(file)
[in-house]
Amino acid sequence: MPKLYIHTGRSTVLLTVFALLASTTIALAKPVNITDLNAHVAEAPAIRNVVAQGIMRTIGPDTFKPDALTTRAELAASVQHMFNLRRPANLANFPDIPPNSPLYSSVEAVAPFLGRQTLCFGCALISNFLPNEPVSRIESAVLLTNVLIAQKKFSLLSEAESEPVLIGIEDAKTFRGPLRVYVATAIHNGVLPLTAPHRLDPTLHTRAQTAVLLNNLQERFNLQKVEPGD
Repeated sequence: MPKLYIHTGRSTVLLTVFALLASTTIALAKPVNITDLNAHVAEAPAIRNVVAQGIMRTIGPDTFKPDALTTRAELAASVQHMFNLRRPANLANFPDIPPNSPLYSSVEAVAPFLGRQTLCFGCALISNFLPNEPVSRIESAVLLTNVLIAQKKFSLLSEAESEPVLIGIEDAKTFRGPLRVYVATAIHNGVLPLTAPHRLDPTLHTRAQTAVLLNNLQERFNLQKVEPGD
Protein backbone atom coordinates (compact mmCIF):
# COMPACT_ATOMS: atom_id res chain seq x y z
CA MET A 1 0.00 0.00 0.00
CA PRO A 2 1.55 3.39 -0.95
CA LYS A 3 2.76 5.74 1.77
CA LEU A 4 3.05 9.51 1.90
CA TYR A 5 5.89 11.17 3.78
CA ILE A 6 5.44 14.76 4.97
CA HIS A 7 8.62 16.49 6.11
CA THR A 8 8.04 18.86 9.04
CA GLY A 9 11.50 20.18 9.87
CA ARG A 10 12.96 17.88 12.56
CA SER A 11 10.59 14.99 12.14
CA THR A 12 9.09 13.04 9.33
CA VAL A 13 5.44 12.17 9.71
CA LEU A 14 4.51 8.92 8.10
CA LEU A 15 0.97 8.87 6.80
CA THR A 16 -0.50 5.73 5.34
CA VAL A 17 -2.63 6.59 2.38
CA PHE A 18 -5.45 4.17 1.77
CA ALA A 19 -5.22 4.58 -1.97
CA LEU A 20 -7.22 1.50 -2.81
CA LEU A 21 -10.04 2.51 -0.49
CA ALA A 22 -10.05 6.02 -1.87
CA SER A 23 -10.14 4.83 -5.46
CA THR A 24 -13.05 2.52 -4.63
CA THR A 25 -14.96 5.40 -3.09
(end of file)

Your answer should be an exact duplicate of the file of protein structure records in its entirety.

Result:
[in-house]
Amino acid sequence: MPKLYIHTGRSTVLLTVFALLASTTIALAKPVNITDLNAHVAEAPAIRNVVAQGIMRTIGPDTFKPDALTTRAELAASVQHMFNLRRPANLANFPDIPPNSPLYSSVEAVAPFLGRQTLCFGCALISNFLPNEPVSRIESAVLLTNVLIAQKKFSLLSEAESEPVLIGIEDAKTFRGPLRVYVATAIHNGVLPLTAPHRLDPTLHTRAQTAVLLNNLQERFNLQKVEPGD
Repeated sequence: MPKLYIHTGRSTVLLTVFALLASTTIALAKPVNITDLNAHVAEAPAIRNVVAQGIMRTIGPDTFKPDALTTRAELAASVQHMFNLRRPANLANFPDIPPNSPLYSSVEAVAPFLGRQTLCFGCALISNFLPNEPVSRIESAVLLTNVLIAQKKFSLLSEAESEPVLIGIEDAKTFRGPLRVYVATAIHNGVLPLTAPHRLDPTLHTRAQTAVLLNNLQERFNLQKVEPGD
Protein backbone atom coordinates (compact mmCIF):
# COMPACT_ATOMS: atom_id res chain seq x y z
CA MET A 1 0.00 0.00 0.00
CA PRO A 2 1.55 3.39 -0.95
CA LYS A 3 2.76 5.74 1.77
CA LEU A 4 3.05 9.51 1.90
CA TYR A 5 5.89 11.17 3.78
CA ILE A 6 5.44 14.76 4.97
CA HIS A 7 8.62 16.49 6.11
CA THR A 8 8.04 18.86 9.04
CA GLY A 9 11.50 20.18 9.87
CA ARG A 10 12.96 17.88 12.56
CA SER A 11 10.59 14.99 12.14
CA THR A 12 9.09 13.04 9.33
CA VAL A 13 5.44 12.17 9.71
CA LEU A 14 4.51 8.92 8.10
CA LEU A 15 0.97 8.87 6.80
CA THR A 16 -0.50 5.73 5.34
CA VAL A 17 -2.63 6.59 2.38
CA PHE A 18 -5.45 4.17 1.77
CA ALA A 19 -5.22 4.58 -1.97
CA LEU A 20 -7.22 1.50 -2.81
CA LEU A 21 -10.04 2.51 -0.49
CA ALA A 22 -10.05 6.02 -1.87
CA SER A 23 -10.14 4.83 -5.46
CA THR A 24 -13.05 2.52 -4.63
CA THR A 25 -14.96 5.40 -3.09